In my Selection Dependent Inputs article in UXmatters last year, I outlined a number of interaction design solutions for Web forms that require people to answer follow-up questions based on their answer to an initial question -usually without having to go to another Web page.
Because many Web forms have this type of “follow-up” questioning, it’s not uncommon to stumble across different design solutions online that address this use case. When booking a flight on Southwest Airlines recently, I did just that.
When I got to the Payment Information portion of Southwest’s checkout form, I had to pause. There’s two radio buttons: one for credit card payments and one for payments using Paypal. Directly below the PayPal link is a set of input fields. It took me a while to realize they related to the credit card selection. If fact, selecting the PayPal option is a bit disconcerting because this entire section disappears!
The problem is there is no clear association between the initial selection (are you paying with credit card or PayPal?) and the follow-on questions related to that choice. Additionally, the quantity of follow-up questions isn’t well suited to this particular design solution. There’s a lot of selection dependent input fields and they take focus away from the top level choice. Southwest’s only saving grace may be that most people probably skip over the PayPal choice and just jump to filling in the credit card questions without knowing there is an higher level selection made for them.
For my upcoming book on Web form design, London-based reseach company, Etre, and I ran a usabilty and eye tracking study on a number of selection dependent input design solutions. The full results will be published in the book but there are several best practices that apply to the Southwest example ilustrated here.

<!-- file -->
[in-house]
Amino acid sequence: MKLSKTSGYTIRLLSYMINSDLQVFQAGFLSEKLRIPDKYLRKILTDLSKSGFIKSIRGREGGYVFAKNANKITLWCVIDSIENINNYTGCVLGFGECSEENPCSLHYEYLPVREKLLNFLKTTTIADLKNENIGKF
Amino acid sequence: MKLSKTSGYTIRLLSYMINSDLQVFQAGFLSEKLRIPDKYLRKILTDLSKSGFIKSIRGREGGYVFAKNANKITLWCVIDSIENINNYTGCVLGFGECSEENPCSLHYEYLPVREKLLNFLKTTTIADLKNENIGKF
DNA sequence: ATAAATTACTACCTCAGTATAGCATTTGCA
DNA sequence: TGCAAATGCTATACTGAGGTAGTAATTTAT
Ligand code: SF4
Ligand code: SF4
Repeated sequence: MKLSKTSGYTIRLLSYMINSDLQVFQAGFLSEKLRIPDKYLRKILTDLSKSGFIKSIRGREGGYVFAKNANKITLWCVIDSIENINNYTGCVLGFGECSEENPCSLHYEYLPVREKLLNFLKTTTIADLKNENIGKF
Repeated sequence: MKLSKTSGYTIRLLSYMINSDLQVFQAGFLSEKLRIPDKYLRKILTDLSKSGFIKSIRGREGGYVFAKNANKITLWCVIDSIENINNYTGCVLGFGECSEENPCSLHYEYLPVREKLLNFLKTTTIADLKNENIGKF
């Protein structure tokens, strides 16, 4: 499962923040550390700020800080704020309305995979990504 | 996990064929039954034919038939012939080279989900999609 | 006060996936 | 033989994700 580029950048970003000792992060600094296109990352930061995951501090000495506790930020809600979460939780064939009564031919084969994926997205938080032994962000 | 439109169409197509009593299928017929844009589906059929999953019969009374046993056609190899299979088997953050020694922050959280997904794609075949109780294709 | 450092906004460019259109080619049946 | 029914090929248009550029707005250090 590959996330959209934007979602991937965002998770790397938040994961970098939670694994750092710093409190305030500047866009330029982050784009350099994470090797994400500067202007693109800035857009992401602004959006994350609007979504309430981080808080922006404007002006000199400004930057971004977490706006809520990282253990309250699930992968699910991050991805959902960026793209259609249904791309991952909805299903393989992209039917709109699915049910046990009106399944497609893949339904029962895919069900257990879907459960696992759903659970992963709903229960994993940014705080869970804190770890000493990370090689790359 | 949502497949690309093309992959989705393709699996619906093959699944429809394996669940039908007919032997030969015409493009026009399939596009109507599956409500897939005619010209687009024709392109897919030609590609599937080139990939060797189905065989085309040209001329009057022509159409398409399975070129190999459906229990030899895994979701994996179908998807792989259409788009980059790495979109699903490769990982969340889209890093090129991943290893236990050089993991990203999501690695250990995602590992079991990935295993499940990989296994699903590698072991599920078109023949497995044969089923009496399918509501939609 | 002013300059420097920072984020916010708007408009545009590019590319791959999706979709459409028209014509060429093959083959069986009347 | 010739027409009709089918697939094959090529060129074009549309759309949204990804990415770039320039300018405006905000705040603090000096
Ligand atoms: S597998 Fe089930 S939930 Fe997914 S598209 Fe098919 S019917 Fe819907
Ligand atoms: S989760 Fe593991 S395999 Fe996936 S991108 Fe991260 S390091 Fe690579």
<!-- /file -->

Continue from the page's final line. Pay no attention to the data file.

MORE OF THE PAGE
Displaying initial options and their selection-dependent inputs in close proximity to one another seems to leads to high satisfaction ratings. In the Southwest form there is a disassociation between the Credit Card selection and follow-up questions for that choice –the PayPal field is in between.
Clearly associate selection-dependent inputs with their trigger. Don’t let people lose sight of their initial top-level choice. Southwest should consider using a visual cue to create a clearer association between the initial credit card selection and its follow-on questions.
Overall, hiding irrelevant form controls from people until they need them results in forms that are easy on the eyes and completed quite quickly. Southwest shows input fields for people within the United States and outside of the United States instead of showing only the inputs relevant to each individual. The section-level labels for these inputs are also not as visible as they could be especially when someone is simply tabbing through the form to complete it quickly. The situation is even more confusing because of the Country input field directly below these choices!